Section 10201, Notice Regarding Participation of Small Business Concerns (Title X – Miscellaneous Provisions, Subtitle B): This Section requires the U.S. Secretary of Transportation to issue to State and local recipients of Federal funds a notice of the criteria for participation by a small business concern in any program or project funded in whole or in part under Section 155 of the Small Business Reauthorization and Manufacturing Assistance Act of 2004. The U.S.DOT will be issuing guidance on the impact of this provision and Section 155 on DBE program certification requirements. The HCR staff will notify the State DOTs, other customers, and partners when the guidance is issued. In the meantime, recipients are to continue implementing the U.S.DOT DBE certification requirements without change.
Section 1920 – Transportation and Local Workforce Investment (b) Sense of Congress: This Section expresses Congressional interest in encouraging greater collaboration among Federal, State, local governments, community based organizations (CBOs), high schools, and community colleges to help ensure that local communities are a part of building transportation projects. Transportation projects provide excellent opportunities to facilitate and encourage partnerships with various communities to improve job skills for low-income individuals.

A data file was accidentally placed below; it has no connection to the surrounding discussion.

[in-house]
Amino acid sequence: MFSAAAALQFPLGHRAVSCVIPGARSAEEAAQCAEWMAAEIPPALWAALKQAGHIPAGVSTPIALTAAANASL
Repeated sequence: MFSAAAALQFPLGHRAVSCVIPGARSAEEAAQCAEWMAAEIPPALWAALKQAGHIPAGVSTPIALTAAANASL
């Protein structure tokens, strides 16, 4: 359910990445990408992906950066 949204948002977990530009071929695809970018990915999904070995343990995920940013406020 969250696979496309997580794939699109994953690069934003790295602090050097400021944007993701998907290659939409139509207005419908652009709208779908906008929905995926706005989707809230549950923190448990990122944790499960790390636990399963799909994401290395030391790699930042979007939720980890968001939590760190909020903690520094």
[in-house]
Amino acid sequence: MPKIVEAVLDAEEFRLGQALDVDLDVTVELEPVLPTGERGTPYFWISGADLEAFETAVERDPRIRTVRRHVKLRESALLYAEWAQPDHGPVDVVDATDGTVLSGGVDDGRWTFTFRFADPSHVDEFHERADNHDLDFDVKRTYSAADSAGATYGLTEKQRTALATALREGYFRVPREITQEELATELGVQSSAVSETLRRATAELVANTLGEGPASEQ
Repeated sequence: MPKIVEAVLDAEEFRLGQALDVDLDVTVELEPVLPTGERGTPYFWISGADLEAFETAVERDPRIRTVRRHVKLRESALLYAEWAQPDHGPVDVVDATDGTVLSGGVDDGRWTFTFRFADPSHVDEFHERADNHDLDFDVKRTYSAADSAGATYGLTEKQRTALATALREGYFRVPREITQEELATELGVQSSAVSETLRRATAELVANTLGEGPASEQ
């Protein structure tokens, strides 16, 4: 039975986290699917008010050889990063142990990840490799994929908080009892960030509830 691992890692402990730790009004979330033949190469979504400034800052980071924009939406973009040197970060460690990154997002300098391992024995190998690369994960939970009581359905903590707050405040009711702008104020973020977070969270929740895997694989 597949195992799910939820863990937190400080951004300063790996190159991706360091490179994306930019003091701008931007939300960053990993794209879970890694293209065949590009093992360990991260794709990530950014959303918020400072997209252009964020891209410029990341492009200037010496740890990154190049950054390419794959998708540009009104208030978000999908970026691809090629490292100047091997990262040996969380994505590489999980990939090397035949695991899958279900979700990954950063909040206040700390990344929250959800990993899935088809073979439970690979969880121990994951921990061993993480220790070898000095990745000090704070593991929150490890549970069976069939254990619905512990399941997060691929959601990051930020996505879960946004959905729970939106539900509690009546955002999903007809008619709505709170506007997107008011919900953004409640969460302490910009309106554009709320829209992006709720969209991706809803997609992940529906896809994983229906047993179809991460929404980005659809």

The HCR staff will continue to encourage State DOTs to utilize On-the-Job Training Supportive Services (OJTSS) funds to increase the effectiveness of approved on-the-job training programs conducted in connection with Federal-aid highway construction projects. Accordingly, HCR strongly encourages the Divisions to ensure that States are aware of the provisions in Section 5204(e) of SAFETEA-LU that allow 100% Surface Transportation Program (STP) funding for workforce development activities. These workforce development activities cover surface transportation workers, including activities for minorities and women as authorized in 23 USC 140(b). This section addresses services that support and enhance the effectiveness of on-the-job training programs. The HCR will also work with Divisions and DOTs to encourage and fund collaborative efforts that promote local participation in transportation projects without running afoul of the existing legal restrictions on the use of State, local, or territorial hiring preferences on FHWA funded contracts.